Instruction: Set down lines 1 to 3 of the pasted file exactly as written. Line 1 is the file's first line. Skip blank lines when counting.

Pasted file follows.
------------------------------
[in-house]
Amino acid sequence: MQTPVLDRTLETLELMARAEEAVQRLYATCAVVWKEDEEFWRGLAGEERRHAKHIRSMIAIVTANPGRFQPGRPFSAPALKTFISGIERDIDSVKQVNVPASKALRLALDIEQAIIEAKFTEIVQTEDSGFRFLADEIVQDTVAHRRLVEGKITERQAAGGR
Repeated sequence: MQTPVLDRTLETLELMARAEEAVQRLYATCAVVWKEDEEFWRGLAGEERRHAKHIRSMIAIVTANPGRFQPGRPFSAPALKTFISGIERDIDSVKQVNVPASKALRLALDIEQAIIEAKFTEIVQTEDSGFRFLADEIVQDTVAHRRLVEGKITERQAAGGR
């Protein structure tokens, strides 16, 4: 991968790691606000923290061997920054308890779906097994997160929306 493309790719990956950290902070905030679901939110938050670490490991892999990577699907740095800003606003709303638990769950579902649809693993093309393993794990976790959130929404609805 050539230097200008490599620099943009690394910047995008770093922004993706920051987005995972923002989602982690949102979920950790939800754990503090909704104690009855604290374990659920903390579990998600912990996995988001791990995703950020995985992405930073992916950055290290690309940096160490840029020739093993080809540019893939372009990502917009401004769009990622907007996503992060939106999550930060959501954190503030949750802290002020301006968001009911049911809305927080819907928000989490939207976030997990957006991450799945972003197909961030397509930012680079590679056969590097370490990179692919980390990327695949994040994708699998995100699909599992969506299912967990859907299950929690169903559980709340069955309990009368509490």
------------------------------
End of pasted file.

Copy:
[in-house]
Amino acid sequence: MQTPVLDRTLETLELMARAEEAVQRLYATCAVVWKEDEEFWRGLAGEERRHAKHIRSMIAIVTANPGRFQPGRPFSAPALKTFISGIERDIDSVKQVNVPASKALRLALDIEQAIIEAKFTEIVQTEDSGFRFLADEIVQDTVAHRRLVEGKITERQAAGGR
Repeated sequence: MQTPVLDRTLETLELMARAEEAVQRLYATCAVVWKEDEEFWRGLAGEERRHAKHIRSMIAIVTANPGRFQPGRPFSAPALKTFISGIERDIDSVKQVNVPASKALRLALDIEQAIIEAKFTEIVQTEDSGFRFLADEIVQDTVAHRRLVEGKITERQAAGGR